National Minimum Wage investigations have drastically increased

15th September 2020

National Minimum Wage investigations by HM Revenue & Customs (HMRC) have increased significantly, according to the latest research.

These inspections rose due to modern slavery reports and other controversial probes into UK garment factories.

To guarantee that workers are paid correctly, HMRC regularly uses its authority to conduct civil investigations. However, in more extreme cases, advanced measures are put into place.

For example, if an employer refuses to cooperate with HMRC and has been non-compliant, HMRC can launch a criminal investigation into the infringement.

Additionally, these investigations can initiate if a large proportion of the public has taken an interest in persecuting an employer for breaching employment laws.

Currently, the NMW is as follows:

  • Apprentices – £4.15
  • Under 18s – £4.55
  • 18 to 20 – £6.45
  • 21 to 24 – £8.20
  • 25 and over £8.72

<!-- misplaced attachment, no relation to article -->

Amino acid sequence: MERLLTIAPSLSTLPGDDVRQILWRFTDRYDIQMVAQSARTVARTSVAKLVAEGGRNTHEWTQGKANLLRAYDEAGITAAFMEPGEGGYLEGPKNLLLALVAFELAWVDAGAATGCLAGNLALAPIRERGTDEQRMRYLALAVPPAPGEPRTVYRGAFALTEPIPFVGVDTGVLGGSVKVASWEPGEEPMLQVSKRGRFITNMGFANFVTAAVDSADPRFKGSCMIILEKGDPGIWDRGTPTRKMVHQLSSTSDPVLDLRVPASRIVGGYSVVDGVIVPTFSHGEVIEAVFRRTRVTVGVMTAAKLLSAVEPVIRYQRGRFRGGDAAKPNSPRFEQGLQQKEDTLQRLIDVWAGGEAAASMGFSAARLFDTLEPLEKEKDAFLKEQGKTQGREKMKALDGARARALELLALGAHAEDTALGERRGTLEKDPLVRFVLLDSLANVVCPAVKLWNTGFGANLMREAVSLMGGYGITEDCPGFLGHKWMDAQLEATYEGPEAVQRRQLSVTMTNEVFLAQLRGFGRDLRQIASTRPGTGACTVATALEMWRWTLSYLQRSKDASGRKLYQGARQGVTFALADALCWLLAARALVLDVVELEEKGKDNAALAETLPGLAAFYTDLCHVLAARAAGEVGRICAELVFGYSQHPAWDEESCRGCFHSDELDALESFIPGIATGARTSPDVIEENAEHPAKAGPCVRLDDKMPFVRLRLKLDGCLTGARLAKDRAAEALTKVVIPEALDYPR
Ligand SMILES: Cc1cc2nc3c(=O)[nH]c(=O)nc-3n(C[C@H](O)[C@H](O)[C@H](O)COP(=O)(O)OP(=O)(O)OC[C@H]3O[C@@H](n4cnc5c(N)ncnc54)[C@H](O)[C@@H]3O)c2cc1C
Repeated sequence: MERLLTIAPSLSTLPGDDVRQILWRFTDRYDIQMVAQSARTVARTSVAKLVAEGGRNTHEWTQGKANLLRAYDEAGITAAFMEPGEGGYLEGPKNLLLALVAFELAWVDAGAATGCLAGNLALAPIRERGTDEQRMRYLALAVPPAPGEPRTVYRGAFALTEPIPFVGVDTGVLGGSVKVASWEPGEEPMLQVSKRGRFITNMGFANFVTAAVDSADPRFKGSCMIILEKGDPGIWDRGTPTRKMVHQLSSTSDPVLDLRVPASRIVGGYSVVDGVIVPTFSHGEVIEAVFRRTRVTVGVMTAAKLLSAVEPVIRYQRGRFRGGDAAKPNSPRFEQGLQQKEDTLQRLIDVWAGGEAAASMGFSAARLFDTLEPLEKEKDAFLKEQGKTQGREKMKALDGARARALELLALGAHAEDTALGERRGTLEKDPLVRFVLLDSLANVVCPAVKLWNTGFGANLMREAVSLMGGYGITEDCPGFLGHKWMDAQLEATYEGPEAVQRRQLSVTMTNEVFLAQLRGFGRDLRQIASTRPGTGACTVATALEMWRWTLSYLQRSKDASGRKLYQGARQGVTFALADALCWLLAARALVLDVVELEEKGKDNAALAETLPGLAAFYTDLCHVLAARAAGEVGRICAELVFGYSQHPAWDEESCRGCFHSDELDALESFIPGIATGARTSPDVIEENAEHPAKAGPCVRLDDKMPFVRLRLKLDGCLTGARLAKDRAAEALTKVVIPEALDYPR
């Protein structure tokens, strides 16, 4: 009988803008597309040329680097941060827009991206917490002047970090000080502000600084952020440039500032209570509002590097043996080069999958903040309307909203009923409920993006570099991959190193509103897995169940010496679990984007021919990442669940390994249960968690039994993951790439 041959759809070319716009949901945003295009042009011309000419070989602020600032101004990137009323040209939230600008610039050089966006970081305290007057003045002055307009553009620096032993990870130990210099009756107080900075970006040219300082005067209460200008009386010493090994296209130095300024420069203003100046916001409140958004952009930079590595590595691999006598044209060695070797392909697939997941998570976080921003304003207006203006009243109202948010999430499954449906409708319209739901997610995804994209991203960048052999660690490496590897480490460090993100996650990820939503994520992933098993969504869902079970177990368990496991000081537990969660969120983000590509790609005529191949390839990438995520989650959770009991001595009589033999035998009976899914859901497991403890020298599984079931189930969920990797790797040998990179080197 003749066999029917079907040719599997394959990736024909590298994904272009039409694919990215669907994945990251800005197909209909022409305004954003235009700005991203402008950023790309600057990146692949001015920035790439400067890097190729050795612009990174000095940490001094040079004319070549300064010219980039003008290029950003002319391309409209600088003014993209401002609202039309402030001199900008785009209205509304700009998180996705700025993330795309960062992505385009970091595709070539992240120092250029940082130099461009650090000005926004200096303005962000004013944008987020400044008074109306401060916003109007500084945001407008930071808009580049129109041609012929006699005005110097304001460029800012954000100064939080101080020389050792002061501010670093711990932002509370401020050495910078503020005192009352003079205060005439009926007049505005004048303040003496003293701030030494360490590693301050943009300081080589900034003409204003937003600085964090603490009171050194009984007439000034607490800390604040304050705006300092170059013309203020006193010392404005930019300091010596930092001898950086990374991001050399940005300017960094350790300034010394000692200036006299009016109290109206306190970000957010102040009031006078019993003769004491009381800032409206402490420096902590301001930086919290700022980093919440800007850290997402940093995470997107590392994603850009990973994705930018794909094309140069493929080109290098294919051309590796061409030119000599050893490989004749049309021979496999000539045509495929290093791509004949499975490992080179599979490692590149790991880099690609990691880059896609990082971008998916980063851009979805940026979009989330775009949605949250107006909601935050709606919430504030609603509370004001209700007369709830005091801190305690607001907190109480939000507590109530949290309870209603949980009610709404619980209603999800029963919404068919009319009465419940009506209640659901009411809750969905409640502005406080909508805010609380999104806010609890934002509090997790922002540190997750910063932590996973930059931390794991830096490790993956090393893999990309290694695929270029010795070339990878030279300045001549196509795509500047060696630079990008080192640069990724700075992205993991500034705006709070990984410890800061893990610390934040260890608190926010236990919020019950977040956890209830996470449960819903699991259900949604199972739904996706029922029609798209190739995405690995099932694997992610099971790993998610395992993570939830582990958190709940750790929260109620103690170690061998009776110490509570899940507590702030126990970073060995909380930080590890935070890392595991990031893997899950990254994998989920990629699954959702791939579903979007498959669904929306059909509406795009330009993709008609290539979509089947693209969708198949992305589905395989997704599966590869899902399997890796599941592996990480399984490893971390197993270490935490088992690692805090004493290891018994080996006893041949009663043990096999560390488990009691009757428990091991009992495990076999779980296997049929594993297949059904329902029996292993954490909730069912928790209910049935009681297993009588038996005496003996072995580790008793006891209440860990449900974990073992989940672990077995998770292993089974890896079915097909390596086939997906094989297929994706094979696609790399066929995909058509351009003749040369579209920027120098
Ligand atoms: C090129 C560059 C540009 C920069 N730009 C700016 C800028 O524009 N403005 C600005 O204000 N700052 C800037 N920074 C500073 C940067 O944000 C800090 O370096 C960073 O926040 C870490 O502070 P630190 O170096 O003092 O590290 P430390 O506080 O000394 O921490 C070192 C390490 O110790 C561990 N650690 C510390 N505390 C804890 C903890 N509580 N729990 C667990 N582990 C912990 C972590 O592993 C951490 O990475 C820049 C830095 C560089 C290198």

According to this research, NMW investigations increased from 2,807 (2018) to 3,561 in 2019. Moreover, the location with the most NMW probes was Aberdeen, with 10.2 being conducted per 100,000 population. The locations next in line, with a high number of investigations, are as follows:

  • Blackburn – 9.8
  • Birmingham – 9.6
  • Belfast – 9.1
  • Leicester – nine

Investigations such as these can be costly for employers. Penalties can reach up to 200 per cent of arrears owed to workers – which is a maximum of £20,000.

£17.1 million worth of 1,008 penalties were imposed by HMRC in 2018, which is an increase from £14.1 million worth of 810 penalties in 2017.

What actions can employees take?

If an employee believes they have been underpaid the NMW, they have the right to ask for and make copies of their payment records. With these copies, employees can then take the issue to HMRC, who will conduct their civil investigations.

What actions should employers take to prevent penalties?

Many employers breach the NMW rules accidentally, due to unforeseen complications with the rules, the research suggests. Therefore, it is essential for employers to continually review their payment practises and self-correct any errors to decrease their chances of being fined.

For any advice regarding underpayments or payment practises in your business, please contact us.